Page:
Make sure people are using ladles for sauces, for soups, etc. One portion of soup in a 6oz ladle, one sauce is 2oz, or whatever. 4oz turkey for the sandwich, 6oz burgers, all that.
This is a bit of a pain to do, because you have to spend time during prep to portion things, but it ensures consistency and minimal loss of product.
The more volume you do the more critical the portion control. A little bit here and there can add up to a lot by the end of the week.
Just a thought.
I'm just a line cook, but I know a bit about management, and you're always going to get the lowest budget possible. Your boss's job is to look at the finances and figure out how to make the owner/investors as much money as possible, and then you are the guy that puts it into practice and operate the place within the standards they give you. Especially since you are new, they may be trying to see what you are capable of doing with a tight budget. Do you know what the budgets were in the past months/years before you took the job?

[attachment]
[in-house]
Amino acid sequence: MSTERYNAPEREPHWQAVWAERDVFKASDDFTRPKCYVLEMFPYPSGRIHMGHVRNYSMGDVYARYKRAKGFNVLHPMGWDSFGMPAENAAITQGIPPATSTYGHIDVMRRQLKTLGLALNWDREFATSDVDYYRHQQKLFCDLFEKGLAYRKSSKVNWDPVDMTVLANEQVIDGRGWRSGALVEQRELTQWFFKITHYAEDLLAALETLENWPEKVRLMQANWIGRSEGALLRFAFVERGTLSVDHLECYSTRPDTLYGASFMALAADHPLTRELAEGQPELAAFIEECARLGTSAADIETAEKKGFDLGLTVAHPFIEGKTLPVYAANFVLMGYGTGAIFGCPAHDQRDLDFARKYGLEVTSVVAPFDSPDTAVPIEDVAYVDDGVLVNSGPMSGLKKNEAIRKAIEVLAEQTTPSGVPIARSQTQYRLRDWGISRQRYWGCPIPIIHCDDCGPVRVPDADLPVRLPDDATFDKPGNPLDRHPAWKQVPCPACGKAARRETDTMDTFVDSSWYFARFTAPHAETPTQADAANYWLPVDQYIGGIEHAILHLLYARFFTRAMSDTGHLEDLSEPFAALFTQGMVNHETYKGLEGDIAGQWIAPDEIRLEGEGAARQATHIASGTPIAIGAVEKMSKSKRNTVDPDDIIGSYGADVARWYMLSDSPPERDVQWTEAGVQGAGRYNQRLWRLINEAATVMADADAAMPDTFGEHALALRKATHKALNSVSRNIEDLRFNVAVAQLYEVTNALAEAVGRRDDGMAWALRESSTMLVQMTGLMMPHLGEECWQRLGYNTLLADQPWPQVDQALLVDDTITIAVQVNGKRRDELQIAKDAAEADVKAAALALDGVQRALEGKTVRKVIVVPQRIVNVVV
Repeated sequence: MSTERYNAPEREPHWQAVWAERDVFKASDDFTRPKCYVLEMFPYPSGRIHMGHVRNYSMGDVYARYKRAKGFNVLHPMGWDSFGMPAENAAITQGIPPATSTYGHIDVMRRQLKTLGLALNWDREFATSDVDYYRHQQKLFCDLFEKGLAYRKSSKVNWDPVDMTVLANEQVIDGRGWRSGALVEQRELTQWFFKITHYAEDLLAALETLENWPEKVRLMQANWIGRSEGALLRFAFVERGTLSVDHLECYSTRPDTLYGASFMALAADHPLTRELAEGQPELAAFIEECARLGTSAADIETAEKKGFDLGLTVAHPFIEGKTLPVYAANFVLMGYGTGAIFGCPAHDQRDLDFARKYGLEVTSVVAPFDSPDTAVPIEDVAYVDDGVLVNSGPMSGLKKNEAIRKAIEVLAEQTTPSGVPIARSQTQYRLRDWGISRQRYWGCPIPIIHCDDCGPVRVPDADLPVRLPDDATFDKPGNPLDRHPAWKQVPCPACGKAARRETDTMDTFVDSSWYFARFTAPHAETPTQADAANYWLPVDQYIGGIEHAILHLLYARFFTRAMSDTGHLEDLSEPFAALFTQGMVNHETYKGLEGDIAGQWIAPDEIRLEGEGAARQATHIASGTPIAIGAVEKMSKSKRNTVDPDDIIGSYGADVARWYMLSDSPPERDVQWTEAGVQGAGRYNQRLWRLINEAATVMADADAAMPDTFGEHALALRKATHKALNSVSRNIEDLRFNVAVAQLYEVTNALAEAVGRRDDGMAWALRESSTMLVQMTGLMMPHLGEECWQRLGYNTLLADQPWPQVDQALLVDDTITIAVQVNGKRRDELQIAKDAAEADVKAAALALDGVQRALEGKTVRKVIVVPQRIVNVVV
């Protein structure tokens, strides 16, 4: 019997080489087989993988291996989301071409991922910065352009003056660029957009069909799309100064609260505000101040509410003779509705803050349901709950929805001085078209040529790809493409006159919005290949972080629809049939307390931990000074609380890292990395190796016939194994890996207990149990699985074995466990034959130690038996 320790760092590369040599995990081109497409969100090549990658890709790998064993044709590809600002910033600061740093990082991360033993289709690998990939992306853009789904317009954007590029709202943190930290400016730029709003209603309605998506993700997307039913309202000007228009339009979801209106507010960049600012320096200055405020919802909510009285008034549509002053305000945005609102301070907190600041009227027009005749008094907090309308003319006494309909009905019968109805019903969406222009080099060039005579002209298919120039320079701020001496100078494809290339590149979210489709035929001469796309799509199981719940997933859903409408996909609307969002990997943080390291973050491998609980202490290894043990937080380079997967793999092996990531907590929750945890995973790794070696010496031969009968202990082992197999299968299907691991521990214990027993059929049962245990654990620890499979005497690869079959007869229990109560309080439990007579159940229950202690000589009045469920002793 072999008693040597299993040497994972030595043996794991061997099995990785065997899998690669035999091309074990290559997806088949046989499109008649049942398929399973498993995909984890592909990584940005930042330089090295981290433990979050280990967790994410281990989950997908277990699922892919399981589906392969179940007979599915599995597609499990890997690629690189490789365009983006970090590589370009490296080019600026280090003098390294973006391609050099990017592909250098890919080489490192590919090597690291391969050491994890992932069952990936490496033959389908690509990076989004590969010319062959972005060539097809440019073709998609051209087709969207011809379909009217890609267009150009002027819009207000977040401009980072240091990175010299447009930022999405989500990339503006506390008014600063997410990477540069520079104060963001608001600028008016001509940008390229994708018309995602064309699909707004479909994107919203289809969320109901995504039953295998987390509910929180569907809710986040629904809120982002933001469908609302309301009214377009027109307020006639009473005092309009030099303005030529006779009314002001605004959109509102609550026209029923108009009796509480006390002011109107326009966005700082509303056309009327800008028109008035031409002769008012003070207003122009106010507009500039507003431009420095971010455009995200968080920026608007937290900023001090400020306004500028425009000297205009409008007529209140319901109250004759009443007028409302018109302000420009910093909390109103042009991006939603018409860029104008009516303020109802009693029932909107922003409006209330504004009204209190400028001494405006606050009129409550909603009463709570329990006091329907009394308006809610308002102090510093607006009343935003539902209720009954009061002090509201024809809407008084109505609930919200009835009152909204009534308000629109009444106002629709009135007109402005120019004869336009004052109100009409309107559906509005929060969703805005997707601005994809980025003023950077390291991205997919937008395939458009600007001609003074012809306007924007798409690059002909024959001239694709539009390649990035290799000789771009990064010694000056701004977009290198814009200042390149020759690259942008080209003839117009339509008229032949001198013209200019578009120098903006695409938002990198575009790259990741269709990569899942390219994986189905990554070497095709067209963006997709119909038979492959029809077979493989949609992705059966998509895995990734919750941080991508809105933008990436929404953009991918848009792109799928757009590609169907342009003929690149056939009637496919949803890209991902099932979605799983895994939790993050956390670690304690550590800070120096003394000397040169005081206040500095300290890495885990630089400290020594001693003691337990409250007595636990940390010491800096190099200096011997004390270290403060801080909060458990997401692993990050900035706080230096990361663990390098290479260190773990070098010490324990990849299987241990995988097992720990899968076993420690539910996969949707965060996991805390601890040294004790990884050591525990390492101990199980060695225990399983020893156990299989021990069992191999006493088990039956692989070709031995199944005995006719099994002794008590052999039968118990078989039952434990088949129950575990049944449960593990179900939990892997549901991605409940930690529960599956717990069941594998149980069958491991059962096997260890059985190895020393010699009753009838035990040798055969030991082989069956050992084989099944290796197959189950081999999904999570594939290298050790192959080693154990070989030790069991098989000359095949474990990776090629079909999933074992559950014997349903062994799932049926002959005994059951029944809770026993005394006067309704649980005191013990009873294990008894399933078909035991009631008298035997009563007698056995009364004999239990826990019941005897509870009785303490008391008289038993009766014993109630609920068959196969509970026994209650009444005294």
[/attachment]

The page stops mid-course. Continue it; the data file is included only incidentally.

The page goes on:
Definitely waste is a big part of it. If you've been in business a while and keep track of your menu mix, then you should be able to set fairly accurate par amounts to limit over ordering/prep. Does your menu have items that use a lot of the same ingredients? Or items that can use the trimmings/byproduct of another item? What do you do for staff meal?